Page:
Proposed legislation could impact how VMI cadets report sexual assaults

‘This is going to be the real test of whether VMI turns a new leaf’

Proposed bill to change sexual assault reporting at Virginia Military Institute
Proposed bill to change sexual assault reporting at Virginia Military Institute

LEXINGTON, Va. – Soon-to-be proposed legislation could impact how sexual assaults are reported at Virginia Military Institute.

Currently, Virginia law protects college students from getting in trouble with their school for minor offenses involving alcohol or drug use if they are reporting sexual assault. VMI is the only school with an exemption.

Del. Dan Helmer, who represents District 40 in the Virginia House of Delegates, plans to file legislation in 2022 to get rid of that exemption. He hopes it will encourage students to come forward if they witness or are victims of sexual assault.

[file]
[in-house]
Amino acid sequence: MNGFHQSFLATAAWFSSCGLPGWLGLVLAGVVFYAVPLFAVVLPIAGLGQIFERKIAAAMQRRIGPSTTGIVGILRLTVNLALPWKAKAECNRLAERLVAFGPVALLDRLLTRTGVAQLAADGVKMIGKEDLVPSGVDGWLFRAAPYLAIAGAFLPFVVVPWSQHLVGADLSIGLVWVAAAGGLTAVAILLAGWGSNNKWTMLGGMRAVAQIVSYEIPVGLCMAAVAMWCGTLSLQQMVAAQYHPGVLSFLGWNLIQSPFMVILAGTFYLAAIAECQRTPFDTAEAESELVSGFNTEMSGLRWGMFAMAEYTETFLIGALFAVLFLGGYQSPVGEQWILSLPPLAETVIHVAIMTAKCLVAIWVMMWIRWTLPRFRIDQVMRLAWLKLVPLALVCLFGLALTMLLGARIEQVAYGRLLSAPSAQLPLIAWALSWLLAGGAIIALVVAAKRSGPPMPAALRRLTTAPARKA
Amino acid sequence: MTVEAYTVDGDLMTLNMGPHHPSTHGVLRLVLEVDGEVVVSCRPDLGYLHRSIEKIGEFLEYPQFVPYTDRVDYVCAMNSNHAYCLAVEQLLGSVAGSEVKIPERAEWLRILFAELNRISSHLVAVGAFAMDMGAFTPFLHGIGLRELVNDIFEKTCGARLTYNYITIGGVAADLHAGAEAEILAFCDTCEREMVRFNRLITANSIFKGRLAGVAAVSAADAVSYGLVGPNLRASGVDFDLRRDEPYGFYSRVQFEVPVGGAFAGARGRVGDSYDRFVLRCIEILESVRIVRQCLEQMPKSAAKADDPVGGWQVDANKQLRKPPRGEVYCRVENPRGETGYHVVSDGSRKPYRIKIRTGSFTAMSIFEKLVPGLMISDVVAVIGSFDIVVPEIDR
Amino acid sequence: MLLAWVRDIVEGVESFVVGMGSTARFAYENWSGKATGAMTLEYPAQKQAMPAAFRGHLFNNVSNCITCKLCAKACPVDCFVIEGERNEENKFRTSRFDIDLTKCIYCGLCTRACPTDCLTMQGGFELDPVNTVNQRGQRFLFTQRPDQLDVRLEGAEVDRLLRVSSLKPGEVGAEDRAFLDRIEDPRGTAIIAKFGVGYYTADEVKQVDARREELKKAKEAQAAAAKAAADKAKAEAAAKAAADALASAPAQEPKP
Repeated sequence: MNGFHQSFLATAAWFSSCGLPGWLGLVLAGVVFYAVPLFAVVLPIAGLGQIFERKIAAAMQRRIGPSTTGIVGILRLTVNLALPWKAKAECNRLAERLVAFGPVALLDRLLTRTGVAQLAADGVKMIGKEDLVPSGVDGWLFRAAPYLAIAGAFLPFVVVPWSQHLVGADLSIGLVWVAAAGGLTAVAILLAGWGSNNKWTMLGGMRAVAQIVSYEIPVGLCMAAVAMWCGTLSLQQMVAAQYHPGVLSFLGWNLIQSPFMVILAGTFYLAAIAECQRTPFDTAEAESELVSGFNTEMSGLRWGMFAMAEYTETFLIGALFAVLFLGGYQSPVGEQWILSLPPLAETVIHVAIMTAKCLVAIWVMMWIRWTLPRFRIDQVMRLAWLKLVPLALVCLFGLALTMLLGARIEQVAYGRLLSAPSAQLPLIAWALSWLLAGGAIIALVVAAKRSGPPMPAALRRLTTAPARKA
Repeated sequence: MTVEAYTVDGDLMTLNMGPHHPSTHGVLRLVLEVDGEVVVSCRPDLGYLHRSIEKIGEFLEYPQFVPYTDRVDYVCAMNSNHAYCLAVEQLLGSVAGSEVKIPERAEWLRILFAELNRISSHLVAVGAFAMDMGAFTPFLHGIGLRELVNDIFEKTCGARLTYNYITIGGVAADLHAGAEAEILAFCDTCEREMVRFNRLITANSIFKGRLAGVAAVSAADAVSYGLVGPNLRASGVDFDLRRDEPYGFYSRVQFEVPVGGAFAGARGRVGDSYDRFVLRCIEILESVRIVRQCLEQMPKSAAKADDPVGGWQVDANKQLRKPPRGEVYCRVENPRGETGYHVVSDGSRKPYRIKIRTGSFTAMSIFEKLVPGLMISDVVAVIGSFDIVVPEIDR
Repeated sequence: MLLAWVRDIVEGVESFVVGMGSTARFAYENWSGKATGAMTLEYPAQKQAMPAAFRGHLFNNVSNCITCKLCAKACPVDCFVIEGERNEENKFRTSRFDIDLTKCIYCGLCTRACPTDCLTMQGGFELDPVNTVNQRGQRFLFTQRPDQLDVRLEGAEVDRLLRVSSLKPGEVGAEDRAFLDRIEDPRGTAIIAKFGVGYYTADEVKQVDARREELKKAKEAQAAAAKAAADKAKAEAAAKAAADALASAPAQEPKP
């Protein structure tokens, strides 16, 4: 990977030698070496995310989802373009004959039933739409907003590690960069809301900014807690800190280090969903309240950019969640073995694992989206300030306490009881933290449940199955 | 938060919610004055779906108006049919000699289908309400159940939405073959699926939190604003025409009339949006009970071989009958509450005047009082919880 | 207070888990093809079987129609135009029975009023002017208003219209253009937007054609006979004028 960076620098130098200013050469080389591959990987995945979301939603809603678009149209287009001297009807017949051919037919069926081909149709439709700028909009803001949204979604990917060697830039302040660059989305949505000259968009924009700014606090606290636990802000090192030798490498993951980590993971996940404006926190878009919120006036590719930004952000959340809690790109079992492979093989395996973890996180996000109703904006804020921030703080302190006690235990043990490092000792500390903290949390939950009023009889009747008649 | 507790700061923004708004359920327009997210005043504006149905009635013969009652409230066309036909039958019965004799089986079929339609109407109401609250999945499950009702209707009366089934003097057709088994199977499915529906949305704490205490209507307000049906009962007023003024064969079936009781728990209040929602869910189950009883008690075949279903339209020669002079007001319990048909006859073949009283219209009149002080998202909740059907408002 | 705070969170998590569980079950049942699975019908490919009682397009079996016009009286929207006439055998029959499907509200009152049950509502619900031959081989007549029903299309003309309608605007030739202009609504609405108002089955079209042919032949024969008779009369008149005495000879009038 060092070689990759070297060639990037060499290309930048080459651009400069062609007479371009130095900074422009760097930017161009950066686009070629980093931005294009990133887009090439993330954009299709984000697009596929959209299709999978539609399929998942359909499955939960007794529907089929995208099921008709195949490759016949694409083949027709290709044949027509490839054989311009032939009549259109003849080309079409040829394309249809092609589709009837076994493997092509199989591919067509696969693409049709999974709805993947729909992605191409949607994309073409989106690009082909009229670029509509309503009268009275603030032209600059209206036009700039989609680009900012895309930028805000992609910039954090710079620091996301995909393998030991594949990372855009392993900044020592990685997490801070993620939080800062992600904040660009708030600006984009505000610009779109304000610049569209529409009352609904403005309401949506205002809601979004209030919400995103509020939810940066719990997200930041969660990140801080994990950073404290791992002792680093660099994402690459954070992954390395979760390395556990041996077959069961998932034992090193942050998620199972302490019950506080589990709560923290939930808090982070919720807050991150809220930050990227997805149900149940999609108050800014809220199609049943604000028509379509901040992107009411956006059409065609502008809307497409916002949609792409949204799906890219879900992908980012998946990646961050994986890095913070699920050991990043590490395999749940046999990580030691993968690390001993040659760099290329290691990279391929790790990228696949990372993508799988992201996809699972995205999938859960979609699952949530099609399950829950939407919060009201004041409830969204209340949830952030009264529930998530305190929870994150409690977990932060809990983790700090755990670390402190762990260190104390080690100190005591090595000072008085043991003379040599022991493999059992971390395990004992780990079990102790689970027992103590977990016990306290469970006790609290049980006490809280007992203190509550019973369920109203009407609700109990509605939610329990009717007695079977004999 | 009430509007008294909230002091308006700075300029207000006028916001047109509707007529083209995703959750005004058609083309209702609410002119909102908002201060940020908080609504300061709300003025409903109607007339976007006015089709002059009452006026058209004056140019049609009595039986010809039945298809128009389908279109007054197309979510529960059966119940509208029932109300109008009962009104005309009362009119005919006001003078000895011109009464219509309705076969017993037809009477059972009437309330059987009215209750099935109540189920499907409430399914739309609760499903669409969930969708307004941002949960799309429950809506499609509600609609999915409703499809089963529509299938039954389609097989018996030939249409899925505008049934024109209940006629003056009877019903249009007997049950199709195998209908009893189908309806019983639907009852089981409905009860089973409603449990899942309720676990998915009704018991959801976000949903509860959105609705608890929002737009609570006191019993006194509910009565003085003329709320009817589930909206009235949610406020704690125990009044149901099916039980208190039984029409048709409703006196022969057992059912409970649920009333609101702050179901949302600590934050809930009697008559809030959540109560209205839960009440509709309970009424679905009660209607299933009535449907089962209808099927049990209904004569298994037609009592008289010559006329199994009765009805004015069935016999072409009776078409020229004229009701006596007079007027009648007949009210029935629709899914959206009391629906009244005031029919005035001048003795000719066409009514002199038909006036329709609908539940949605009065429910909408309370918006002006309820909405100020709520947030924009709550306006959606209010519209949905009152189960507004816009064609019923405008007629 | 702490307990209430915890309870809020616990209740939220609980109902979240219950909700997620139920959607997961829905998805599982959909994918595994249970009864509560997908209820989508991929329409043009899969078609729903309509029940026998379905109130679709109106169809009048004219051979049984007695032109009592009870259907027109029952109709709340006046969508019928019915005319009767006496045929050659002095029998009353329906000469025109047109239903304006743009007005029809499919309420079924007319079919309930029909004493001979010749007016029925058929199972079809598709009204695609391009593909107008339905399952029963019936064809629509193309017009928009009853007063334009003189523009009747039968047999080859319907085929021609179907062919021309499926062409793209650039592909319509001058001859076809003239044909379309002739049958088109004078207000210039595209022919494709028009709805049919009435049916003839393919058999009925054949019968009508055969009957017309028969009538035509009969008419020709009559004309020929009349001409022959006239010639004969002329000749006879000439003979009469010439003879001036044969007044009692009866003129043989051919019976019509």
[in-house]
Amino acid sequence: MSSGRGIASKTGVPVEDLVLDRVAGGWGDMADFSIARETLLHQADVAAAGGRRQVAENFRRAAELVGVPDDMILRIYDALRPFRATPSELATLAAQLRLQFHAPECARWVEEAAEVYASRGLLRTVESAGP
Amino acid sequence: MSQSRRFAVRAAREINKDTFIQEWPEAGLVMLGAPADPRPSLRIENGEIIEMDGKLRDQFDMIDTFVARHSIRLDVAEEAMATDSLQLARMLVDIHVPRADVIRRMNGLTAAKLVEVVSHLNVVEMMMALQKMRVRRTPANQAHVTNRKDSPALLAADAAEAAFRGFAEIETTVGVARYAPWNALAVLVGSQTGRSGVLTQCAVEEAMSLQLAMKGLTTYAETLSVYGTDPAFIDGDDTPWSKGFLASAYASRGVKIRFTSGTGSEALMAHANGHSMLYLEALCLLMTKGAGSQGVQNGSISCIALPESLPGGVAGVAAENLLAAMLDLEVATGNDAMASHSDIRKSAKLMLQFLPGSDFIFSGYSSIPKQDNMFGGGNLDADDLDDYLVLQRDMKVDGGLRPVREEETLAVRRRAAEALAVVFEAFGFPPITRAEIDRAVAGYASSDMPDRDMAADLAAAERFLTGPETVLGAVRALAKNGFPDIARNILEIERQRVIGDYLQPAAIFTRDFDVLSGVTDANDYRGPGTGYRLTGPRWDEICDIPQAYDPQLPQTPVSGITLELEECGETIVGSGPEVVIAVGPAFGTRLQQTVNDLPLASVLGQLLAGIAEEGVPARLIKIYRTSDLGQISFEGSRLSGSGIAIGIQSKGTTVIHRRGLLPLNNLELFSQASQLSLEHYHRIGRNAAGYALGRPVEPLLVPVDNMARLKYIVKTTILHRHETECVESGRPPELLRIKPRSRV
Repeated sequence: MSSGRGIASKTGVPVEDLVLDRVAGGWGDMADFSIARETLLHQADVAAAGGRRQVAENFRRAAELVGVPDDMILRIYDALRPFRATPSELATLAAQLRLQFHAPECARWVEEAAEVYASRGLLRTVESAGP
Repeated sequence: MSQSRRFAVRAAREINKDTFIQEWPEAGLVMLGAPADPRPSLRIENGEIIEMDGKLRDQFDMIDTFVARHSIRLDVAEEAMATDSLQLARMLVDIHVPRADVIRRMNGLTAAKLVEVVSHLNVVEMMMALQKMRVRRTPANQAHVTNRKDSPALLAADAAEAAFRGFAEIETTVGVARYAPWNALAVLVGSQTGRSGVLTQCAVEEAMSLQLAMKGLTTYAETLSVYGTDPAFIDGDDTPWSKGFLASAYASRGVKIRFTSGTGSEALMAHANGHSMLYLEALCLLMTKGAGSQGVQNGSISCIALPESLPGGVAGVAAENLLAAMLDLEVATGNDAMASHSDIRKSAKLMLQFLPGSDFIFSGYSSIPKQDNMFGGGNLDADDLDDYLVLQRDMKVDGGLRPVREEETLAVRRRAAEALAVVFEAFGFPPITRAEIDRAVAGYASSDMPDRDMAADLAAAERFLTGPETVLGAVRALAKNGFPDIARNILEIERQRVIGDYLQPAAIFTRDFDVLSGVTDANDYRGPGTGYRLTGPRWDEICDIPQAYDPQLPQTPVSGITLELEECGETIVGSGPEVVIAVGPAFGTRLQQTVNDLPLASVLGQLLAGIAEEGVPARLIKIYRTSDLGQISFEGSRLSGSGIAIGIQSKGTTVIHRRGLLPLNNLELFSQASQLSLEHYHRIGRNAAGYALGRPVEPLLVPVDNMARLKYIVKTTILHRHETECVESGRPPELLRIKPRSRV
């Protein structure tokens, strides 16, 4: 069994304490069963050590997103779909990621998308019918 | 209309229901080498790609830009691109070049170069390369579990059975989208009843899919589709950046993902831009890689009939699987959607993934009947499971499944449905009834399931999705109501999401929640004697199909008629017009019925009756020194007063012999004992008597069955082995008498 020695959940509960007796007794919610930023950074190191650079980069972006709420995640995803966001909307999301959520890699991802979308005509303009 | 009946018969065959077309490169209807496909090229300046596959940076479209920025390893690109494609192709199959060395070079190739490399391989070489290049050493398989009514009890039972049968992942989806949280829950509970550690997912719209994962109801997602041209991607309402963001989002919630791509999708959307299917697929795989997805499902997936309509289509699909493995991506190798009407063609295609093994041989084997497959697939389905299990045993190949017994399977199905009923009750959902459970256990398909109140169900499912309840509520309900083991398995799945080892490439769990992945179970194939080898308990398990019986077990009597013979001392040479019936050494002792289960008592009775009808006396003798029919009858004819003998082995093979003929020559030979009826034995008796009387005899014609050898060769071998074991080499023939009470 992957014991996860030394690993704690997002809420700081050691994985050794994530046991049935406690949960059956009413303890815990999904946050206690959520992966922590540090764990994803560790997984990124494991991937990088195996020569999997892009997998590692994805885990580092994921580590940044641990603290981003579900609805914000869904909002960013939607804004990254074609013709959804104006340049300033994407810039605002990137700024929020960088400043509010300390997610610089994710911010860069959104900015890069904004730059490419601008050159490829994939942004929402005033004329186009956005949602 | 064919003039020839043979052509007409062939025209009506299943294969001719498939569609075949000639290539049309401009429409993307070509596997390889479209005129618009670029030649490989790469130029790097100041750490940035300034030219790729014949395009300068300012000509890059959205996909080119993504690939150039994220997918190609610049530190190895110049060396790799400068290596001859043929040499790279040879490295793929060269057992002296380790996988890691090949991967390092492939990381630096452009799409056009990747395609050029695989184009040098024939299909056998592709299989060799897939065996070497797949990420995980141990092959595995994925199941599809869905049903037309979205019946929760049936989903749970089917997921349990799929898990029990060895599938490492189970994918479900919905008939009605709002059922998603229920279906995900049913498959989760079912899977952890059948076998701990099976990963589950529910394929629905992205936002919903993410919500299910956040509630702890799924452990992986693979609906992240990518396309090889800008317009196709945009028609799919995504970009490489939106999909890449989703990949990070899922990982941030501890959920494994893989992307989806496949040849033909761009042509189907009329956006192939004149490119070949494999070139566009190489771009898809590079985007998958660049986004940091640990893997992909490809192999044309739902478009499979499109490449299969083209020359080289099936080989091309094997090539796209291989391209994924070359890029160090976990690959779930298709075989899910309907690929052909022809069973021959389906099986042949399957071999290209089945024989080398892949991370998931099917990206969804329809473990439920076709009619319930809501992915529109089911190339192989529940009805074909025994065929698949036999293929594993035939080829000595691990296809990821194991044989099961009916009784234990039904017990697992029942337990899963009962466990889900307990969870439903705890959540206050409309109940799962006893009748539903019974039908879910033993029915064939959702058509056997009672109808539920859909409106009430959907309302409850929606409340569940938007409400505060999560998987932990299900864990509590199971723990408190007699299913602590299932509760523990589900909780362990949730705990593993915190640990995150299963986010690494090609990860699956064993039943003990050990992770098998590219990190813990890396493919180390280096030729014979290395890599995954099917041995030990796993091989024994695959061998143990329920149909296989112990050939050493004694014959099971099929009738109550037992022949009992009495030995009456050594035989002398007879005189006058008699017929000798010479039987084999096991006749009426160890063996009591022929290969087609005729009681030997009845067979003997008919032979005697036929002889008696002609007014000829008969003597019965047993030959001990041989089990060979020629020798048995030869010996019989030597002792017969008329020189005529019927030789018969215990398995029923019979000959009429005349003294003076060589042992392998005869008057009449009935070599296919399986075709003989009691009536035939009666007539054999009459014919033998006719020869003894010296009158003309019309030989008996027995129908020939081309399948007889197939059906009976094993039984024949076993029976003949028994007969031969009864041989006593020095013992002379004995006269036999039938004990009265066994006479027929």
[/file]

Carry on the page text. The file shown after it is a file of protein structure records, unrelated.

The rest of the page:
This comes after an investigation into VMI found that 14% of female cadets surveyed reported being sexually assaulted at VMI and 63% reported being told directly by others they had been sexually assaulted.

“This is going to be the real test of whether VMI turns a new leaf,” said Helmer.

A VMI spokesperson tells 10 News that VMI has a zero-tolerance policy on drugs; however, it does protect students for minor offenses, including alcohol use.

“One sexual assault is one too many. So anything that we can do to work against sexual assault, sexual harassment, sexual misconduct, we’re going to do,” said Bill Wyatt, VMI’s spokesperson.


About the Author: